An investigation by the Competition and Markets Authority (CMA) has found home buyers have been tricked into signing up to costly and unfair leasehold contracts by house developers, writes Alex Riley, KWW’s specialist leasehold solicitor.
The CMA inquiry took place after complaints from customers who had bought new build leasehold homes not realising they could be tied into paying extortionate ground rents and also finding the properties were impossible to sell on.
The CMA found certain developers did not tell buyers they were buying a property on a leasehold basis while others said there was little distinction between buying a leasehold property and a freehold one.
The buyer of a freehold property owns the land on which the property sits, as well as the bricks and mortar. However, the land under leasehold contracts is owned by a third party, which charges ground rent to the homeowners annually. The investigation revealed some developers only highlighted this difference to customers just before a deal was completed, meaning it was very expensive for buyers to back out.
The CMA also discovered developers had misinformed customers by saying they could buy the freehold for a small sum at a later date. For buyers who chose this option, they found the cost had increased by thousands of pounds.
Other findings included that developers had bound customers into contracts which charged “excessive and disproportionate” fees for upkeep or they were fined for making minor changes to their home. Also, some homeowners faced ground rents which would double every 10 years, making homes difficult to sell.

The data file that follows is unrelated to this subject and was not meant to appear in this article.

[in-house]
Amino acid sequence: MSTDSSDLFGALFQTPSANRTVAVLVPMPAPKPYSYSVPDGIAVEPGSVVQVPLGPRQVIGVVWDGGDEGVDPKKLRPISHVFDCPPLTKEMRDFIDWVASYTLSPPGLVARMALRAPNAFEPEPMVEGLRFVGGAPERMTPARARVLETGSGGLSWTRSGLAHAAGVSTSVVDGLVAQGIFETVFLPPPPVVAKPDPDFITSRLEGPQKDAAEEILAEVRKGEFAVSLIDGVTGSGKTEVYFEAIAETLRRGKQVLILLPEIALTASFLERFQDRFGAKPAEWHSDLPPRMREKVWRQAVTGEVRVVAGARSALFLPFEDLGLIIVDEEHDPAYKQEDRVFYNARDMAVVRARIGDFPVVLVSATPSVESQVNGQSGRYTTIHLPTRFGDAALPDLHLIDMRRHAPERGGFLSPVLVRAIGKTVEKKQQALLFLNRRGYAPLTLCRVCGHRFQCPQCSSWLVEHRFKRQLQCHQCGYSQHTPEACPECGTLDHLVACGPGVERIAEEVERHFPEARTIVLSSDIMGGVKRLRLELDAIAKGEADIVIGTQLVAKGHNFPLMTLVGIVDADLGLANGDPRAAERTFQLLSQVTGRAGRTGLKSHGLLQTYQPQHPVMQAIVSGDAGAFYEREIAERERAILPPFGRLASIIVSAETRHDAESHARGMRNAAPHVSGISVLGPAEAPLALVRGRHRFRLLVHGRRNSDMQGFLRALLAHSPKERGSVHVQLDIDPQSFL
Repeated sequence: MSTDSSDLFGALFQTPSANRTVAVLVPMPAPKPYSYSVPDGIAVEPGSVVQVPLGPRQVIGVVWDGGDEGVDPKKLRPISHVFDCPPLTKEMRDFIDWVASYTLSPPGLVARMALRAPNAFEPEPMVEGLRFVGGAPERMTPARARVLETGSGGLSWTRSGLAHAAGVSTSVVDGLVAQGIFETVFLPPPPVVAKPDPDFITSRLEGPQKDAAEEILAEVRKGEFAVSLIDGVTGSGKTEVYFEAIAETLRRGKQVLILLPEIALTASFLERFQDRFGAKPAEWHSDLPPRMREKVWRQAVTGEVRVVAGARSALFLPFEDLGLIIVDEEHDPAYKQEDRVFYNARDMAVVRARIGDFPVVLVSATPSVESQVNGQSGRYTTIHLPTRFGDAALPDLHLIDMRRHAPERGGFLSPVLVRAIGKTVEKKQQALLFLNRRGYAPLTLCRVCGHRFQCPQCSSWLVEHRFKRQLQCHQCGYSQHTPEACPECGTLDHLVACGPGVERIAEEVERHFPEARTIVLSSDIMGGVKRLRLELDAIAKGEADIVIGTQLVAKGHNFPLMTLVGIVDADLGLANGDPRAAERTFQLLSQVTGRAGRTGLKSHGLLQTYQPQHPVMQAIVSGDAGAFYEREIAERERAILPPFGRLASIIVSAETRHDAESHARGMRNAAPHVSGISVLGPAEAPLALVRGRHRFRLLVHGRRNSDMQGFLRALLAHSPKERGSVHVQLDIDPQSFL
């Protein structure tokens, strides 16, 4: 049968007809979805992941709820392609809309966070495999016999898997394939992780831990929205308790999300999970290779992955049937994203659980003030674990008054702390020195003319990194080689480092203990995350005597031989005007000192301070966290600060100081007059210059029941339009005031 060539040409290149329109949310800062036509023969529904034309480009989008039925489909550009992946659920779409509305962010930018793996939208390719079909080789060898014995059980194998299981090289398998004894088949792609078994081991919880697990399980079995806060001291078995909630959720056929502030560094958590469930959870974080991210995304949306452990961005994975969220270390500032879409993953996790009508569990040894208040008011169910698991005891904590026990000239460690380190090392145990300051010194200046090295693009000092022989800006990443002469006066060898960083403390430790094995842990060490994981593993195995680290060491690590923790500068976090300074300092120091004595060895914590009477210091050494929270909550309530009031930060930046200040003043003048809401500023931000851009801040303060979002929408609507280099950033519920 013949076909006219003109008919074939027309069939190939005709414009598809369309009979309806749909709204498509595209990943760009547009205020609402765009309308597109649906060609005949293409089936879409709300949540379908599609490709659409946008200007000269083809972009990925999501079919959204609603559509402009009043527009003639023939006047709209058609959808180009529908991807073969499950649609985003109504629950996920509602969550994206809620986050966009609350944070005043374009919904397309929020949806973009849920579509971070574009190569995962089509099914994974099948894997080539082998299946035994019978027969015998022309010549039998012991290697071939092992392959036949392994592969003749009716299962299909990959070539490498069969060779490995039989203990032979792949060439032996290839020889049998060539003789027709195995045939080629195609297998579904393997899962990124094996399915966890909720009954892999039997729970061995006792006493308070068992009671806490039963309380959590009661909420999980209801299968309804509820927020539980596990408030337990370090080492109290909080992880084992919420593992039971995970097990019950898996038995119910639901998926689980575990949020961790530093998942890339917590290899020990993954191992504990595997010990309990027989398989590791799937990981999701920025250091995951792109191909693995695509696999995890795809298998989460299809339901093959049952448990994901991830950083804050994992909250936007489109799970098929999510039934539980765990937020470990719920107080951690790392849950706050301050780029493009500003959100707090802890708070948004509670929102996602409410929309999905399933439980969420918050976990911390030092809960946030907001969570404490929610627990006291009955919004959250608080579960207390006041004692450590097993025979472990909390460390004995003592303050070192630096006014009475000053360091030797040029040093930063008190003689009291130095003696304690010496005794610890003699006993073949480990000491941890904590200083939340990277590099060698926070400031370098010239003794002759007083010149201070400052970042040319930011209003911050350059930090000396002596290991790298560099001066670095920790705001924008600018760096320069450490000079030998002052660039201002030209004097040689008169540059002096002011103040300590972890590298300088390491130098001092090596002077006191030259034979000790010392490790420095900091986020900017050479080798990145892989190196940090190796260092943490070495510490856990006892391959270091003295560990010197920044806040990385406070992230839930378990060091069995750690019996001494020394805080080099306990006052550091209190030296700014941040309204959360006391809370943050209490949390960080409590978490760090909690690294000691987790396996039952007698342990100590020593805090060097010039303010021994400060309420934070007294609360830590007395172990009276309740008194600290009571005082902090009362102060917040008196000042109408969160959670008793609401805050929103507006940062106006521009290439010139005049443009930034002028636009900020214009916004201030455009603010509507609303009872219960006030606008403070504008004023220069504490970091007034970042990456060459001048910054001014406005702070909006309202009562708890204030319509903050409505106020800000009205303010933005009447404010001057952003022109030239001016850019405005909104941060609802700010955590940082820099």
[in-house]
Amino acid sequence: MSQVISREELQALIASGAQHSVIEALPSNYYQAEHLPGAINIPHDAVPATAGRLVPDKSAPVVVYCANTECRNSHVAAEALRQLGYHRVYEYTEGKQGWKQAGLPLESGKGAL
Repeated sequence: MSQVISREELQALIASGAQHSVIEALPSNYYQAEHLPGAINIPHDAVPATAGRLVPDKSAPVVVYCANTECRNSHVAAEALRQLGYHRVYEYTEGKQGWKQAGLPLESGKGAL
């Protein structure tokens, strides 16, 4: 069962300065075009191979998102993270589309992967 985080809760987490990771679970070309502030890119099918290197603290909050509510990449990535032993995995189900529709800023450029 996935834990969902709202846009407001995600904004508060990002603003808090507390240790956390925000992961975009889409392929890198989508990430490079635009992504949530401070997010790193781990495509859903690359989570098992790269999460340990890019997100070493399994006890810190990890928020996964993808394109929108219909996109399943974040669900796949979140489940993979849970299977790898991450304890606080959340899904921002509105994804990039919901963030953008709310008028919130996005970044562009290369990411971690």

Andrea Coscelli of the CMA said: “We have found worrying evidence that people who buy leasehold properties are being misled and taken advantage of. Buying a home is one of the most important and expensive investments you can make, and once you’re living there you want to feel secure and happy. But for thousands of leasehold homeowners, this is not the case.”
As a result of its investigation the CMA is now completing all the necessary legal work to launch direct enforcement action against companies it believes have broken consumer protection law. This could result in firms signing legal commitments to change how they do business. If they fail to make the required changes, the CMA could take action through the courts to make them comply with the law.
KWW’s property team is able to provide comprehensive advice on the nature of leasehold interests and the terms of leases, identifying, for example, unacceptable ground rent provisions.
Contact Alex Riley on 0208 979 1131.